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Original Investigation
February 1982

The Gallium Scan: Problems and Misuse in Examination of Patients With Suspected Infection

Arch Intern Med. 1982;142(2):246-254. doi:10.1001/archinte.1982.00340150046012
Abstract

Gallium citrate Ga 67 (67Ga) has been used for almost ten years as a means of detecting inflammatory lesions in febrile patients. We have reviewed 80 cases from Milwaukee County General Hospital (1977 through 1979) in which 67Ga scanning was performed to detect inflammatory lesions in patients with suspected infection. Fifty scans also were available for review by the nuclear medicine staff. We found the sensitivity of 67Ga scans at our institution to be 90%, but specificity to be only 64%. In five (6%) of the cases, 67Ga scanning was the most important means of establishing a diagnosis. Of the 50 scans available for review, only 26 scans (52%) were interpreted in the same way as the original reading. Twenty-two (27%) of all scans in retrospect should not have been ordered, either because the fever was gone and the patient's condition was improving or the diagnosis was already made. We conclude that 67Ga scans can be useful to detect inflammatory lesions but that they are frequently used inappropriately by physicians at our hospital, they are difficult to interpret, and the specificity is lower than the sensitivity.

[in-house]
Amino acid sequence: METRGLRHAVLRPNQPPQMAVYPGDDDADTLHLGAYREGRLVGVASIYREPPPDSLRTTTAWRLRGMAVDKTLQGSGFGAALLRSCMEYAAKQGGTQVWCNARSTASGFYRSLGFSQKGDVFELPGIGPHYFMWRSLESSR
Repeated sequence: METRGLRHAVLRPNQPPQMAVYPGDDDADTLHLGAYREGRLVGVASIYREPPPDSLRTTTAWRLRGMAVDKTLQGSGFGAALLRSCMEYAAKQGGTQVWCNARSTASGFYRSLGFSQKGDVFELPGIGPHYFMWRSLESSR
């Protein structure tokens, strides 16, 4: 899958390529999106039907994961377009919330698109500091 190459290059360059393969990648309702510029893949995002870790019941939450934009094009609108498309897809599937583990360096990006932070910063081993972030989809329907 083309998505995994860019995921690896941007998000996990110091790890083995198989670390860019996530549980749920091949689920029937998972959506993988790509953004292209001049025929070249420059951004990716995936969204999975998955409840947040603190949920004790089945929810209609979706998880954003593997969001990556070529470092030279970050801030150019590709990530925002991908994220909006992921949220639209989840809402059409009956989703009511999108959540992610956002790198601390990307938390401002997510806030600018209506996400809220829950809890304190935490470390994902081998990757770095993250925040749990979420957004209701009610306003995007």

(Arch Intern Med 1982;142:246-254)

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